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In re R.

July 14, 2009


Order of disposition, Family Court, Bronx County (Robert R. Reed, J.), entered on or about July 11, 2008, which adjudicated appellant a juvenile delinquent, upon a fact-finding determination that she had committed acts, which, if committed by an adult, would constitute the crimes of petit larceny and criminal possession of stolen property in the fifth degree, and placed her on probation for a period of up to 12 months, unanimously affirmed, without costs.

Published by New York State Law Reporting Bureau pursuant to Judiciary Law § 431.

This opinion is uncorrected and subject to revision before publication in the Official Reports.

Gonzalez, P.J., Tom, Catterson, Richter, Abdus-Salaam, JJ.

On the morning of March 25, 2008, school safety officials at the New Day Academy, a public school in the Bronx, informed the school dean that an "irate" parent was at the school. The parent was complaining that appellant had borrowed her daughter's iPod and refused to return it. The dean called appellant, then a 13-year-old student, into his office. It is undisputed that the dean's intentions were to locate the iPod and return it to its owner.

Coincidentally, two uniformed police officers assigned to a number of schools were visiting New Day Academy that morning. The dean asked one of those officers to "stick around," while he questioned appellant. However, the dean let the officers know that the mother did not come to the school to press charges, and that she just wanted her daughter's property returned. One officer sat in on the interview in the dean's office, and the other waited in the hallway.

The interview lasted approximately 45 minutes, during which time the dean asked appellant what she knew of the whereabouts of the iPod. He confronted appellant with conflicting statements made by other students and pointed out inconsistencies in her own statements. As the meeting progressed, the dean told appellant that her explanations were getting ridiculous, and he pleaded with her to give the iPod back. Appellant then stated, "I am not giving back the iPod." Until this point, the police officer was mainly observing the interaction. However, upon hearing this inculpatory statement he advised appellant that she could be arrested. Appellant's aunt, who was present at the school, also came in to the dean's office and asked appellant to give back the property. Appellant denied that she had the iPod, refused to return it, and was placed under arrest.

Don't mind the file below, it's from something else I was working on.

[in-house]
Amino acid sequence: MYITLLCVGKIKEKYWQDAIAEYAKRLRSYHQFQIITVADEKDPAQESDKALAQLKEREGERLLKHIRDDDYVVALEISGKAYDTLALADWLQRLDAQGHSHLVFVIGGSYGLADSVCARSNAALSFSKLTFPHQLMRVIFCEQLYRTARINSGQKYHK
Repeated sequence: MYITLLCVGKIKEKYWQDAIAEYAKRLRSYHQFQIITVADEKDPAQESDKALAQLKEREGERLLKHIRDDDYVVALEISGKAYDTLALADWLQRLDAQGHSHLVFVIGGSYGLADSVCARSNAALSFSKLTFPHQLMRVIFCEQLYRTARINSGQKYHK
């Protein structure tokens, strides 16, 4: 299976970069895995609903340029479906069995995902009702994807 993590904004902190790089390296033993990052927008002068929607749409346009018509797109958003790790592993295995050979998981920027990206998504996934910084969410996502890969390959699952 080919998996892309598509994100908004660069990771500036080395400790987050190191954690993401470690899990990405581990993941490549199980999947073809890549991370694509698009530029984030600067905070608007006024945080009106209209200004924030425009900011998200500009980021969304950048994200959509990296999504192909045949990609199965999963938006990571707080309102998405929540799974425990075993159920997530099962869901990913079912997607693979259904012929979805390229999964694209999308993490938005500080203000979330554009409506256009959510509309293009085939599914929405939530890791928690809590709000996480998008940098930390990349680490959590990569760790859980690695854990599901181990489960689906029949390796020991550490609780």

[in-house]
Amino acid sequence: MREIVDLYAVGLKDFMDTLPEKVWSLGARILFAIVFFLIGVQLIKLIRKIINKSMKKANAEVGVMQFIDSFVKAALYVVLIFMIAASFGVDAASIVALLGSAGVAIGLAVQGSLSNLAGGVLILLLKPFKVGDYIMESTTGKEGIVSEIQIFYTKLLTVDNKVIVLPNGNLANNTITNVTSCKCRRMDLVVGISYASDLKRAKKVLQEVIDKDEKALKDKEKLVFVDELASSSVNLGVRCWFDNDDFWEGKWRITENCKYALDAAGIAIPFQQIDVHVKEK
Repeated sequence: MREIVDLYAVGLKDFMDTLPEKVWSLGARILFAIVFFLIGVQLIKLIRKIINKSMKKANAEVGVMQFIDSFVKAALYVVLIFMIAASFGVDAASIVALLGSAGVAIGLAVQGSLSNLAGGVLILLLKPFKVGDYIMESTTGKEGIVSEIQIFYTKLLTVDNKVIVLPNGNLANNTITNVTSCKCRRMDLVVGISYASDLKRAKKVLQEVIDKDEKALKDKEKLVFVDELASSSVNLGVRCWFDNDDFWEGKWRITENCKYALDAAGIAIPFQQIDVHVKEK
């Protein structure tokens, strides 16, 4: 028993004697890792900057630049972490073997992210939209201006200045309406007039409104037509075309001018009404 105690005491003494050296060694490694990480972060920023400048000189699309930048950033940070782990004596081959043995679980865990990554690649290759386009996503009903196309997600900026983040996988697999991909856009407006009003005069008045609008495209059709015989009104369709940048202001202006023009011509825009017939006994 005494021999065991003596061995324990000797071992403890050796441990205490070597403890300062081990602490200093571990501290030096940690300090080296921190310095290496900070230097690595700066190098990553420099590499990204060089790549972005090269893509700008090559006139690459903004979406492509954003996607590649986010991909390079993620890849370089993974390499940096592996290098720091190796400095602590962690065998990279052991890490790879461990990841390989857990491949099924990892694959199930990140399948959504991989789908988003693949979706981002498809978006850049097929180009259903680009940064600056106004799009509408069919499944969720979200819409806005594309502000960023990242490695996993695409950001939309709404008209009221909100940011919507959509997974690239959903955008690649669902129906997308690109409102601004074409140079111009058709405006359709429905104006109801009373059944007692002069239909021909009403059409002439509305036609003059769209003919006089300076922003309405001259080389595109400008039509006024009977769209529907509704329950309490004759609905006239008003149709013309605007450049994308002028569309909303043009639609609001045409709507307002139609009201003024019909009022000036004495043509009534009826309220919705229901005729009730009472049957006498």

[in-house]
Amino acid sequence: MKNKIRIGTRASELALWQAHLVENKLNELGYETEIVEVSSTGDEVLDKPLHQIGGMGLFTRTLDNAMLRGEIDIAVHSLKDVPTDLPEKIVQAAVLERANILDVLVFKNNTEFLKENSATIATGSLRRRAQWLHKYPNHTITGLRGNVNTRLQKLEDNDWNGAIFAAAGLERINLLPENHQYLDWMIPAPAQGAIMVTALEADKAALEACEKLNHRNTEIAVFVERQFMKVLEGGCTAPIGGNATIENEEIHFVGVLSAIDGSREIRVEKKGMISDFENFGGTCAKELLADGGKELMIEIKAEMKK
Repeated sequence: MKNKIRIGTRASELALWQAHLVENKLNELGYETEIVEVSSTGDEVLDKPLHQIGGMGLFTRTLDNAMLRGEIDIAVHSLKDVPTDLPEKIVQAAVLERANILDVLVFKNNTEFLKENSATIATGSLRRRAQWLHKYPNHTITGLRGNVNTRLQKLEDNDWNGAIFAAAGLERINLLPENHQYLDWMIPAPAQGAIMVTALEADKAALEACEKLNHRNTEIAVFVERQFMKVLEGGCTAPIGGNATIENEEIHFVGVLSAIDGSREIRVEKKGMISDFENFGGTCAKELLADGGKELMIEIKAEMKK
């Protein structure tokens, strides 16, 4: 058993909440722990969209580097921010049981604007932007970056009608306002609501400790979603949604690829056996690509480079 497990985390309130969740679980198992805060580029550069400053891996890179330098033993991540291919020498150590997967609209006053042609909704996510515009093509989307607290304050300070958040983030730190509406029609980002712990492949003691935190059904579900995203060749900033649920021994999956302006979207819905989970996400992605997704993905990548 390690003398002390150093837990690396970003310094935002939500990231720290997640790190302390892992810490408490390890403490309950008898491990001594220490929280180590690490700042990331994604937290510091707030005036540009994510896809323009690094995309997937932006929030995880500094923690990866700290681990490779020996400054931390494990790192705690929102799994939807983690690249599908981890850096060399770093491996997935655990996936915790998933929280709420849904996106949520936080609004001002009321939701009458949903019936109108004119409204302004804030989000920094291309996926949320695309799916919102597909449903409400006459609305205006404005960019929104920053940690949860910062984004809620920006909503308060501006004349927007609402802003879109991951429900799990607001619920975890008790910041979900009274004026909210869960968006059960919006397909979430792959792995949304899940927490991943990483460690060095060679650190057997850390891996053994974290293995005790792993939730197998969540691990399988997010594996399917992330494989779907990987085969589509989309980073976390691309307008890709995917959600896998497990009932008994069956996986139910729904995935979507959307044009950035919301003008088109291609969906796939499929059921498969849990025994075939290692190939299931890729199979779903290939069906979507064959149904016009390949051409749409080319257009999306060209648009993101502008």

Appellant moved to suppress her inculpatory remarks, on the ground that they were the product of a custodial interrogation, conducted in the absence of her parents and without Miranda warnings. After holding a hearing on the suppression motion, the Family Court denied suppression.

The record supports the court's finding that appellant was not subjected to a custodial interrogation. It is uncontested that the dean brought appellant to his office to address the complaints of a fellow student's mother. The dean's actions were consistent with the school's policy in addressing problems between students, and his goal in calling appellant to his office was to elicit the relevant information to recover the missing iPod. The presence and minimal activity of a police officer during the dean's questioning did not "create a police dominated custodial atmosphere," such to require the dean to administer Miranda warnings (People v Ray, 65 NY2d 282, 286 [1985] [Miranda's protections are only invoked upon a showing that a public servant is involved in law enforcement activity, or that a civilian is acting cooperatively or under his or her direction]; Matter of Angel S., 302 AD2d 303 [2003]). The interview was not instigated by the police, nor was it in furtherance of a "police designated objective" (Ray, 65 NY2d at 286). The observing officer provided minimal input to the dean, and his participation was not directed towards obtaining a confession, but, instead, to help locate the missing iPod (id. at 286-287; see Angel S., 302 AD2d at 303).

Even if we were to assume the requisite degree of state action in the dean's office to invoke appellant's constitutional protections, the record supports the court's finding that the appellant was still not subject to a custodial interrogation warranting Miranda warnings. First, the dean's office is ordinarily not considered an additional restraint for a student, "who is not literally free to leave' without permission during school hours" (Angel S., 302 AD2d at 303). In addition, the test for a "custodial interrogation" is whether a reasonable 13 year old, innocent of any crime, would have thought that her freedom of movement had been significantly restricted (to a degree equivalent to a formal arrest) while she was in the dean's office answering his questions (Matter of Kwok T., 43 NY2d 213, 219-220 [1977]; see also People v Yukl, 25 NY2d 585, 589 [1969], cert denied 400 US 851 [1970]; Doe v Bagan, 41 F3d 571, 574 n 3 [1994] [principal's office interview not custodial]).

The record does not support appellant's contention that suppression was warranted here. Being summoned to the dean's office is an unpleasant but not unusual occurrence for any student, and the presence of the officer in the dean's office did not transform the school disciplinary encounter into a custodial interrogation (see Angel S., 302 AD2d at 303-304). Furthermore, there is no evidence that the officer in the hallway acted so as to convey the impression he was restricting appellant's freedom of movement. Accordingly, the Family Court properly denied suppression of appellant's inculpatory statements. Because the evidence at the fact-finding supported the findings of petit larceny and fifth degree criminal possession of stolen property, we affirm the order appealed.



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